True or False:
All Saints’ Day is a Holy Day of Obligation in the Catholic Church?
If you guessed true, you’re right! In the United States, the Church celebrates six Holy Days of Obligation—feast days when Catholics are mandated to attend mass. The other five Holy Days of Obligation are: Solemnity of Mary, the Mother of God; The Ascension of Our Lord; The Assumption of the Blessed Virgin Mary; The Solemnity of the Immaculate Conception; and Christmas. (FYI: Easter isn’t usually listed as a Holy Day of Obligation because it always falls on a Sunday—the day Catholics are already obligated to attend mass). The feast of All Saints’ Day is celebrated every November 1. As one of only six Holy Days of Obligation, let’s take a moment to learn about the history and the significance of this day.
The History & Significance of All Saints Day
The United States Conference of Catholic Bishops (USCCB) defines a saint as, “persons in heaven who lived lives of great charity and heroic virtues and who are worthy of imitation.” As the name implies, All Saints’ Day, or the Solemnity of All Saints, is a day to recognize and honor ALL the saints–known and unknown—in heaven. It’s also a day to thank God for sending these chosen, holy individuals into our lives to show us how to live a truly virtuous, righteous life.
This day also serves as a reminder that the saints are available to us to serve as our intercessors before God. We can pray to them for whatever needs we may have and see God’s divine mercy work through them. They are our spiritual “tour guides” and advocates on our journey of life.
Perhaps one of the most important aspects of this day is to remind us that we, too, are called by God to live a life of holiness and to learn how to pave our own path to sainthood. You, me, anyone can be a saint. While only a select few actually become saints, we are all called to live our lives as saints. What does that mean? The Lumen Gentium, one of the principle documents of the Second Vatican Council, says it best: “we must follow in His [God’s] footsteps and conform ourselves to His image seeking the will of the Father in all things. [We] must devote ourselves with all [our] being to the glory of God and the service of [our] neighbor. In this way, the holiness of the People of God will grow into an abundant harvest of good, as is admirably shown by the life of so many saints in Church history.”
If you think trying to live like a saint is impossible, remember that like us Saint Therese of Lisieux, St. Rita of Cascia, St. Benedict, and many other saints endured immense suffering during their life on earth—they suffered from depression, were persecuted, physically and emotionally battered, and struck with illnesses. They were all human and as such, many of them had a great number of flaws—they were sinners and were tempted by the devil—just like us. Blessed Teresa of Calcutta (who is on her path to becoming a saint) even doubted her faith throughout much of her life and doubted if God existed. What distinguishes a saint from a “regular” person is his or her ability to believe in the word of God and His promises even in the midst of trials and difficulties in their lives. Although they are suffering in mind, body, or spirit, they never stop trying to live the life God chooses them to live. As the Our Father prayer says, “Thy will be done on earth as it is in Heaven.”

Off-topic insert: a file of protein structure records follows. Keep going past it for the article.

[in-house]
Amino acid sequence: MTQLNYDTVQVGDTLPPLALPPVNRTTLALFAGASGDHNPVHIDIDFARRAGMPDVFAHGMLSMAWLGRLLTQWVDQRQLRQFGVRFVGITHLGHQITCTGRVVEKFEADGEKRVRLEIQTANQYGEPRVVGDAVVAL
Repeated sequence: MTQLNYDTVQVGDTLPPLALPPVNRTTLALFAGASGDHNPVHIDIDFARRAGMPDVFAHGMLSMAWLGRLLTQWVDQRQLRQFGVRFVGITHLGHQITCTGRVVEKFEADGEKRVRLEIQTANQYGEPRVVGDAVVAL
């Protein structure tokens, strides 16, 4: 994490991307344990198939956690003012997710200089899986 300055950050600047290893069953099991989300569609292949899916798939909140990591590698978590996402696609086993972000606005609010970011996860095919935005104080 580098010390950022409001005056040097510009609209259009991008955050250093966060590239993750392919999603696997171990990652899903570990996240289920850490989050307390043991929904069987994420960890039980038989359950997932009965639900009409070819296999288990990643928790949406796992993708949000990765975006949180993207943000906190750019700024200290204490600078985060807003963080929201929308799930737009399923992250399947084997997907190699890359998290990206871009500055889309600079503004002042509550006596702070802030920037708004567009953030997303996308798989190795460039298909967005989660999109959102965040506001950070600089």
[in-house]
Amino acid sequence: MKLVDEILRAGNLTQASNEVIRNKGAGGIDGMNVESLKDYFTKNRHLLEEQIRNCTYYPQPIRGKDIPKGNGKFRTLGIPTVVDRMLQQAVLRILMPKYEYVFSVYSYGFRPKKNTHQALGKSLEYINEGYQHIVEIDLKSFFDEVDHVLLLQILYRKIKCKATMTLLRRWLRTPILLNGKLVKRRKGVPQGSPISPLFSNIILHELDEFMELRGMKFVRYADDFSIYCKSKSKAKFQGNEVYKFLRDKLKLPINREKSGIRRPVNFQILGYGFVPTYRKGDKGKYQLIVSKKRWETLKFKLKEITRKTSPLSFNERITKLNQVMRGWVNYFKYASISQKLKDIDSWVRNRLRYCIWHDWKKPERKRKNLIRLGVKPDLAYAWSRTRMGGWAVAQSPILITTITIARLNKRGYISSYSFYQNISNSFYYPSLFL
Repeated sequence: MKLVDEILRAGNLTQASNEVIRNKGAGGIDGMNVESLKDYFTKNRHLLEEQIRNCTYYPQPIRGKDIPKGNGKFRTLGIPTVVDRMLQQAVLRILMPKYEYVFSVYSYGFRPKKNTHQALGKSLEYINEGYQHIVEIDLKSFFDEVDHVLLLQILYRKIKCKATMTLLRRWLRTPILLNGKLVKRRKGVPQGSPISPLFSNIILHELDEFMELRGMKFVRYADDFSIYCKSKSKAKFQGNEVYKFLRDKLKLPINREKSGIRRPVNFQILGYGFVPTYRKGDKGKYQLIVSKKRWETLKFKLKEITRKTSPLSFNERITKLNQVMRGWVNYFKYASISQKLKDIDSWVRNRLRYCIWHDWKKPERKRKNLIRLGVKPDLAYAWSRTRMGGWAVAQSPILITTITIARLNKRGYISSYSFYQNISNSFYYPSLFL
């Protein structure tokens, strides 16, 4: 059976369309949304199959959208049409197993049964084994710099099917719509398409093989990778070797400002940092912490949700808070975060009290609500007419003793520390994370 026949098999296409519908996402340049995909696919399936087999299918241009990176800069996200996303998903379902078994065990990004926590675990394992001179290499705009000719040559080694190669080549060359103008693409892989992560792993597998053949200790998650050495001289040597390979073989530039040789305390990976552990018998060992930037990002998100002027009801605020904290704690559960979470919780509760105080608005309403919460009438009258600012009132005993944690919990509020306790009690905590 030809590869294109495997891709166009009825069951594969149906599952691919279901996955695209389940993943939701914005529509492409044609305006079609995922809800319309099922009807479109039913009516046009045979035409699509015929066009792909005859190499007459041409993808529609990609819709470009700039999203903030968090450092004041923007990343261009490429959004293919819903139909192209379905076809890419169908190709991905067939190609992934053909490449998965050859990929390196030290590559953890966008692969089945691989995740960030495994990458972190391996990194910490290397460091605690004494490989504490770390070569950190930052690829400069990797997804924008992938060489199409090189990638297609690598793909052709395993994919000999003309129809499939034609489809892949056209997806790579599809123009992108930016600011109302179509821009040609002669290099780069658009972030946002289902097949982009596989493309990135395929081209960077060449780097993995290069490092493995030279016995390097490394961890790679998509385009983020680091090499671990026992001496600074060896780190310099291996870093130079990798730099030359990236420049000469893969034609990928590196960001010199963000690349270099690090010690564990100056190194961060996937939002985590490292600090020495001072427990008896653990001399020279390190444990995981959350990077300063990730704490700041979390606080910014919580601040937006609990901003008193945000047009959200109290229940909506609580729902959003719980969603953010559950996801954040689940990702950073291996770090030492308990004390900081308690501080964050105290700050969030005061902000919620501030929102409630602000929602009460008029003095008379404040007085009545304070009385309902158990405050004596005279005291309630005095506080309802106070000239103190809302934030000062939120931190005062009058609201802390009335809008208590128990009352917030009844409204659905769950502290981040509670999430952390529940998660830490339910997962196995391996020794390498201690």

History of All Saints’ Day
Historians have traced the history of the feast of All Saints’ Day in the Western Church back to the seventh century, when Pope Boniface IV consecrated the Roman Pantheon to the Blessed Virgin and all the martyrs on May 13, 609 or 610. The feast was observed each year on this date until the pontificate of Gregory III (731-741) when he changed the date of observance to November 1. It was on this date that Gregory dedicated a chapel in the Basilica of St. Peter’s to “All the Saints.” Throughout the eighth century worshippers fluctuated between celebrating All Saints on May 13 and November 1. In 835, Gregory IV formally ordered the Feast of All Saints to be universally observed on November 1.
Who are the most popular saints?
While the exact number of saints dating back to the early Church is uncertain, the number is believed to be in the thousands. Search any book on saints and there’s a patron saint for virtually every ailment, conflict, or state in life. From accountants and widows to drivers and those afflicted with a disease, there is a saint that can intercede on the behalf of many. While each saint has his or her special place in our faith, there are some saints who have had a distinct impact on the Church and are popular among the devoted. In honor of the 50th anniversary of the Second Vatican Council, the US Conference of Catholic Bishops offered a list of “10 Saints Who Were Great Evangelizers.” They are:
- Saints Peter and Paul
- St. Jerome
- St. Augustine
- St. Patrick
- St. Francis of Assisi
- St. Ignatius of Loyola
- St. Francis Xavier
- St. Juan Diego
- St. Daniel Comboni
- St. Thérèse of the Child Jesus
This November 1, don’t just sit back and admire the lives of saints. Rather, strive to actively imitate how they lived their lives. They have gone before us and have paved the way, leaving behind many valuable life lessons for us to take on our journey of life.